JULIAETTA, Idaho – When customers started calling because they were without water, the City of Juliaetta, Idaho started searching for the leak that drained all the water from the storage tanks. When they couldn’t locate the break, assistance from the Idaho Rural Water Association helped the city restore service and obtain funding to replace the vital water line.
“We lost 200,000 to 300,000 gallons of water,” explained Juliaetta Public Works Director Josh Luscombe. “We were sure it would show up somewhere.”
The city contacted IRWA Circuit Rider Kevin McLeod for assistance. Circuit Riders are roving water professionals that provide training and technical assistance to utilities. McLeod suspected the leak was in a line that crossed the river, but the exact location was still undetermined.
“I did some line locating to find the pipe running into the river,” McLeod said. “I opened up the valve and you could see water and air bubbling up in the river.”
“They have a difficult time making water when the river is low,” McLeod said. “The well supplements the water at the plant.”
McLeod and Luscombe decided that the pipe was exposed the previous summer and that recent, record-level runoff had damaged the pipe. They decided to inspect a bridge recently built upstream of the water line, to see if the new structure had changed the river’s flow characteristics. When they returned on the opposite bank, they clearly saw the damaged line.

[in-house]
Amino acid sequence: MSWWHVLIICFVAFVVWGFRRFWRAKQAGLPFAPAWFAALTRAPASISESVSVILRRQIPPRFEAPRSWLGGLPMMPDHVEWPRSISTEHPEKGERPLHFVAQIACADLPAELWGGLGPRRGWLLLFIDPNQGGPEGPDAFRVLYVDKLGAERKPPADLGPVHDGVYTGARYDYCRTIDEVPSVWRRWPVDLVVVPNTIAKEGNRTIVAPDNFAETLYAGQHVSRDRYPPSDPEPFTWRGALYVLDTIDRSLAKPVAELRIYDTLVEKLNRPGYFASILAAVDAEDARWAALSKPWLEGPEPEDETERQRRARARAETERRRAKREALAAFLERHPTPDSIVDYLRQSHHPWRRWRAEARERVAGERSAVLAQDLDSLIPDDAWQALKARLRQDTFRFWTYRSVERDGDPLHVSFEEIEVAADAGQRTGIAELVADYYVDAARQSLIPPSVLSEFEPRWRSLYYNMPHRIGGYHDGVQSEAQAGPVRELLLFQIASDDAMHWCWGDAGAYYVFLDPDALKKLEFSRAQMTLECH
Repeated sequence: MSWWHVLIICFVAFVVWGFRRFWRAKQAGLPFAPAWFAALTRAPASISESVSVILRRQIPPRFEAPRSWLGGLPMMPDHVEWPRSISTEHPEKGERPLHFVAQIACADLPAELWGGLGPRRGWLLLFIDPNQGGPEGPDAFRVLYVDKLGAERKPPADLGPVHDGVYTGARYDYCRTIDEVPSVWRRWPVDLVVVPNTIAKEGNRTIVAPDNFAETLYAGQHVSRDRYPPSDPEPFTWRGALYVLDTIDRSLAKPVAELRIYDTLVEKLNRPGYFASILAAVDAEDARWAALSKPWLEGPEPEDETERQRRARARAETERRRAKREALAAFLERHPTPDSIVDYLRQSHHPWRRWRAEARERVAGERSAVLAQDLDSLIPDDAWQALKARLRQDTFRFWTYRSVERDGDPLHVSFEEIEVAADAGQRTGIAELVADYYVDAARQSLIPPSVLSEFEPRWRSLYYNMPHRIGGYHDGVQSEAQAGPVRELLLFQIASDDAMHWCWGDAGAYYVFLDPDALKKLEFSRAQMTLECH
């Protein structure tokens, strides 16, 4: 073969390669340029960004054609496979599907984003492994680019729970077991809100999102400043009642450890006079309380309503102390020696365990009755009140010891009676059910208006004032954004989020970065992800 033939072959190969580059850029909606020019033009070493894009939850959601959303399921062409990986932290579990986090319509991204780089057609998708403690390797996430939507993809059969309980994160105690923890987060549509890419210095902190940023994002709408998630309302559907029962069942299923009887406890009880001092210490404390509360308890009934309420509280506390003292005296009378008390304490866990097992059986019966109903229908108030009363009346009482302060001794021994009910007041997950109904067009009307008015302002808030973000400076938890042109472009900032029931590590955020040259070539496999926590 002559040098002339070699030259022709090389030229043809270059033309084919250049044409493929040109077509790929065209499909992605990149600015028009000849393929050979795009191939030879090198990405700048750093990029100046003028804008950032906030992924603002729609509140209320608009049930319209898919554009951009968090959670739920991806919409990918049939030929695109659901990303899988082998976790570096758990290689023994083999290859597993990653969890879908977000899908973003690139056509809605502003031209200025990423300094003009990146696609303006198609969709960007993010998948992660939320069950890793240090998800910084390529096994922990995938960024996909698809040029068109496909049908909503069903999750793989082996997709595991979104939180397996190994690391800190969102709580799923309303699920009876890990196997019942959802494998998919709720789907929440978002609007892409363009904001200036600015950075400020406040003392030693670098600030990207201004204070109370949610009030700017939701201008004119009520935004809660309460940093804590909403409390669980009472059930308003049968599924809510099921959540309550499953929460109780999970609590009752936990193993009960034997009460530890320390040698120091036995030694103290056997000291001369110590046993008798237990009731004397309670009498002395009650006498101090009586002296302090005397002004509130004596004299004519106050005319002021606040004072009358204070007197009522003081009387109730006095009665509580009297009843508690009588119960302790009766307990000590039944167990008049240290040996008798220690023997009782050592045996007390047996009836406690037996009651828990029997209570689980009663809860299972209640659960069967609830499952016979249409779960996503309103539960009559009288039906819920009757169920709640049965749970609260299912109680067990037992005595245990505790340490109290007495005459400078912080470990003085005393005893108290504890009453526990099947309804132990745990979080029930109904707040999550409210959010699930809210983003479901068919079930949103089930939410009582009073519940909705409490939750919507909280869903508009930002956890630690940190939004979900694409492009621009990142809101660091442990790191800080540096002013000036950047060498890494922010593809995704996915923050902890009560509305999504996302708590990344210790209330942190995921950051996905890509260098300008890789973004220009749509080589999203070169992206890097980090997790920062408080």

“You could see the broken pipe clearly when we were standing on the opposite bank,” McLeod said.
They isolated the broken line from the rest of the system, allowing the tanks to fill and restore service to all but five Juliaetta homes. McLeod recommended the city apply for a USDA Emergency Community Water Assistance Grant to secure funding to replace the water line before it was needed in the summer.
The next day, the high runoff continued to create problems for the Juliaetta treatment plant.
“They had problems with high turbidity, so I walked them through some potential solutions over the phone,” McLeod said. Turbidity is a measure of the solid material floating suspended in water, which can spike when runoff washes dirt and other material into the river.
“He told me to look in the records to see what chemicals we used in the past,” Luscombe said. “Then he walked me through some scenarios and through jar testing some different chemicals.”
After helping restore clean water to Juliaetta, McLeod has continued assisting the community in working with the USDA to acquire funding to repair the damaged water line. His assistance has been crucial for the small Idaho city.
“He’s been our Circuit Rider for a long time, and he’s always made sure we have everything we need, whether training material or hands-on assistance,” Luscombe said. “He’s a great guy and he’s excellent to work with.”